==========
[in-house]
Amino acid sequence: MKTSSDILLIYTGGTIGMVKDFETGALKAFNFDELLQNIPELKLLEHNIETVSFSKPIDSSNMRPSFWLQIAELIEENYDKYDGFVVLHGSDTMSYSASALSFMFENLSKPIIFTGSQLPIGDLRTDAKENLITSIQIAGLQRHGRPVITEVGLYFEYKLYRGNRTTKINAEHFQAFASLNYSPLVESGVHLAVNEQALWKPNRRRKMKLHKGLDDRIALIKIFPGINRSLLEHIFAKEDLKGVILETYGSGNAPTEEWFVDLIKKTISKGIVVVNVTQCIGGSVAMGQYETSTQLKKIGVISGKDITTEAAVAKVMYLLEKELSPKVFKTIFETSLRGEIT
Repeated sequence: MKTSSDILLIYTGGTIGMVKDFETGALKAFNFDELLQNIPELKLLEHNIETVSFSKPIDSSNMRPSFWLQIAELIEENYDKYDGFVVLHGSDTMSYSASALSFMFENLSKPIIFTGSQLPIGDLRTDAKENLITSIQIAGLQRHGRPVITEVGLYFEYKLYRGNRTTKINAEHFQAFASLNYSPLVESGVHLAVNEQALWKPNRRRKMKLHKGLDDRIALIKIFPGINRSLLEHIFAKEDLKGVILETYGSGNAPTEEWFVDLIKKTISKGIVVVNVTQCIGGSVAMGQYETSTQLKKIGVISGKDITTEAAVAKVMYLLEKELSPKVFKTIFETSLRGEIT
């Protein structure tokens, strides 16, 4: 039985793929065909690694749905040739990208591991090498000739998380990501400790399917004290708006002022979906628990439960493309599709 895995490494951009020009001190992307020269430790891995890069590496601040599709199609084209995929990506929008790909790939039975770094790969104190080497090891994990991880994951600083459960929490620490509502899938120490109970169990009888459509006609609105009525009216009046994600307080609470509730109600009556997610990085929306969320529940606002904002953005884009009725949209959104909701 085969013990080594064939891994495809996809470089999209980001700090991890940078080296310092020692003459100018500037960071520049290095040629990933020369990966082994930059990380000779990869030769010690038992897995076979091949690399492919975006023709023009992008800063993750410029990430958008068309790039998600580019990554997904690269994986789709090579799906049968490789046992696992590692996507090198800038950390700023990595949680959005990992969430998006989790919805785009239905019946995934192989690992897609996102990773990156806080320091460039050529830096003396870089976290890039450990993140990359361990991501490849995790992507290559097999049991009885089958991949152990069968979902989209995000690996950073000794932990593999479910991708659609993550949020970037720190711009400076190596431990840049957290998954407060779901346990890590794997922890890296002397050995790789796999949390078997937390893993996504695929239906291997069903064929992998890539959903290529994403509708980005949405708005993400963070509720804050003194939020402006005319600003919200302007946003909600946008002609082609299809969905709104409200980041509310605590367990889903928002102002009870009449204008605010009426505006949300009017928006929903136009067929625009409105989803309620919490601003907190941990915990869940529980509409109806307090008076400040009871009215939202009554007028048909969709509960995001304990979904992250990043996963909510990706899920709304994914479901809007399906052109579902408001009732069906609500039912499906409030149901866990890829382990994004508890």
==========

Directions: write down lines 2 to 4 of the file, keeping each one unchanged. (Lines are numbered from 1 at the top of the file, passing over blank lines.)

Amino acid sequence: MKTSSDILLIYTGGTIGMVKDFETGALKAFNFDELLQNIPELKLLEHNIETVSFSKPIDSSNMRPSFWLQIAELIEENYDKYDGFVVLHGSDTMSYSASALSFMFENLSKPIIFTGSQLPIGDLRTDAKENLITSIQIAGLQRHGRPVITEVGLYFEYKLYRGNRTTKINAEHFQAFASLNYSPLVESGVHLAVNEQALWKPNRRRKMKLHKGLDDRIALIKIFPGINRSLLEHIFAKEDLKGVILETYGSGNAPTEEWFVDLIKKTISKGIVVVNVTQCIGGSVAMGQYETSTQLKKIGVISGKDITTEAAVAKVMYLLEKELSPKVFKTIFETSLRGEIT
Repeated sequence: MKTSSDILLIYTGGTIGMVKDFETGALKAFNFDELLQNIPELKLLEHNIETVSFSKPIDSSNMRPSFWLQIAELIEENYDKYDGFVVLHGSDTMSYSASALSFMFENLSKPIIFTGSQLPIGDLRTDAKENLITSIQIAGLQRHGRPVITEVGLYFEYKLYRGNRTTKINAEHFQAFASLNYSPLVESGVHLAVNEQALWKPNRRRKMKLHKGLDDRIALIKIFPGINRSLLEHIFAKEDLKGVILETYGSGNAPTEEWFVDLIKKTISKGIVVVNVTQCIGGSVAMGQYETSTQLKKIGVISGKDITTEAAVAKVMYLLEKELSPKVFKTIFETSLRGEIT
């Protein structure tokens, strides 16, 4: 039985793929065909690694749905040739990208591991090498000739998380990501400790399917004290708006002022979906628990439960493309599709 895995490494951009020009001190992307020269430790891995890069590496601040599709199609084209995929990506929008790909790939039975770094790969104190080497090891994990991880994951600083459960929490620490509502899938120490109970169990009888459509006609609105009525009216009046994600307080609470509730109600009556997610990085929306969320529940606002904002953005884009009725949209959104909701 085969013990080594064939891994495809996809470089999209980001700090991890940078080296310092020692003459100018500037960071520049290095040629990933020369990966082994930059990380000779990869030769010690038992897995076979091949690399492919975006023709023009992008800063993750410029990430958008068309790039998600580019990554997904690269994986789709090579799906049968490789046992696992590692996507090198800038950390700023990595949680959005990992969430998006989790919805785009239905019946995934192989690992897609996102990773990156806080320091460039050529830096003396870089976290890039450990993140990359361990991501490849995790992507290559097999049991009885089958991949152990069968979902989209995000690996950073000794932990593999479910991708659609993550949020970037720190711009400076190596431990840049957290998954407060779901346990890590794997922890890296002397050995790789796999949390078997937390893993996504695929239906291997069903064929992998890539959903290529994403509708980005949405708005993400963070509720804050003194939020402006005319600003919200302007946003909600946008002609082609299809969905709104409200980041509310605590367990889903928002102002009870009449204008605010009426505006949300009017928006929903136009067929625009409105989803309620919490601003907190941990915990869940529980509409109806307090008076400040009871009215939202009554007028048909969709509960995001304990979904992250990043996963909510990706899920709304994914479901809007399906052109579902408001009732069906609500039912499906409030149901866990890829382990994004508890």